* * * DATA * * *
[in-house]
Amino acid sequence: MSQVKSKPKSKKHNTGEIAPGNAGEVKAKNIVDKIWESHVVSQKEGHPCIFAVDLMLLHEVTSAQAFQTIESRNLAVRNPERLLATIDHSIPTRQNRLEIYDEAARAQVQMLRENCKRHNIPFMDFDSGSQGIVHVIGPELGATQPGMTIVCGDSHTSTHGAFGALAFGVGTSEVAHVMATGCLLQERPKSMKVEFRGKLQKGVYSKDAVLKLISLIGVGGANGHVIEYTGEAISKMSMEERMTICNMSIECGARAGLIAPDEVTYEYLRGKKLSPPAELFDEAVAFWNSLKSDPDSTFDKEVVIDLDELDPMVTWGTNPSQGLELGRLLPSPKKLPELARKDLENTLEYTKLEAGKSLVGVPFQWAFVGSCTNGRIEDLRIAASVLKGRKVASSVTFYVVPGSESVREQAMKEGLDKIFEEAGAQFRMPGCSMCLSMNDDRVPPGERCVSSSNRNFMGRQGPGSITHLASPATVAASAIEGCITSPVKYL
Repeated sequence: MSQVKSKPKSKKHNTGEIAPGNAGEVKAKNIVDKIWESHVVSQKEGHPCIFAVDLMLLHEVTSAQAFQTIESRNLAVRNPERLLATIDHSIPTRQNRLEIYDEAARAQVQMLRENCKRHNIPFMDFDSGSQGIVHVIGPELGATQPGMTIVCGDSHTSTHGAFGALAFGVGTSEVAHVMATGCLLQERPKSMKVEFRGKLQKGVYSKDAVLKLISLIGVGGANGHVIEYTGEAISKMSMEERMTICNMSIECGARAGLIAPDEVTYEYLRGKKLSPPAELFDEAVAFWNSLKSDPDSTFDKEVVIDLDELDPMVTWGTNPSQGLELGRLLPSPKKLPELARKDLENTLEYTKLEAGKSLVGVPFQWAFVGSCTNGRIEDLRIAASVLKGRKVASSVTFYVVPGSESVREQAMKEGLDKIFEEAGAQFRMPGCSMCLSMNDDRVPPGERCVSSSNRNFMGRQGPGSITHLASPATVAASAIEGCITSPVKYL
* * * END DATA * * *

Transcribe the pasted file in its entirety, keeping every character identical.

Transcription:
[in-house]
Amino acid sequence: MSQVKSKPKSKKHNTGEIAPGNAGEVKAKNIVDKIWESHVVSQKEGHPCIFAVDLMLLHEVTSAQAFQTIESRNLAVRNPERLLATIDHSIPTRQNRLEIYDEAARAQVQMLRENCKRHNIPFMDFDSGSQGIVHVIGPELGATQPGMTIVCGDSHTSTHGAFGALAFGVGTSEVAHVMATGCLLQERPKSMKVEFRGKLQKGVYSKDAVLKLISLIGVGGANGHVIEYTGEAISKMSMEERMTICNMSIECGARAGLIAPDEVTYEYLRGKKLSPPAELFDEAVAFWNSLKSDPDSTFDKEVVIDLDELDPMVTWGTNPSQGLELGRLLPSPKKLPELARKDLENTLEYTKLEAGKSLVGVPFQWAFVGSCTNGRIEDLRIAASVLKGRKVASSVTFYVVPGSESVREQAMKEGLDKIFEEAGAQFRMPGCSMCLSMNDDRVPPGERCVSSSNRNFMGRQGPGSITHLASPATVAASAIEGCITSPVKYL
Repeated sequence: MSQVKSKPKSKKHNTGEIAPGNAGEVKAKNIVDKIWESHVVSQKEGHPCIFAVDLMLLHEVTSAQAFQTIESRNLAVRNPERLLATIDHSIPTRQNRLEIYDEAARAQVQMLRENCKRHNIPFMDFDSGSQGIVHVIGPELGATQPGMTIVCGDSHTSTHGAFGALAFGVGTSEVAHVMATGCLLQERPKSMKVEFRGKLQKGVYSKDAVLKLISLIGVGGANGHVIEYTGEAISKMSMEERMTICNMSIECGARAGLIAPDEVTYEYLRGKKLSPPAELFDEAVAFWNSLKSDPDSTFDKEVVIDLDELDPMVTWGTNPSQGLELGRLLPSPKKLPELARKDLENTLEYTKLEAGKSLVGVPFQWAFVGSCTNGRIEDLRIAASVLKGRKVASSVTFYVVPGSESVREQAMKEGLDKIFEEAGAQFRMPGCSMCLSMNDDRVPPGERCVSSSNRNFMGRQGPGSITHLASPATVAASAIEGCITSPVKYL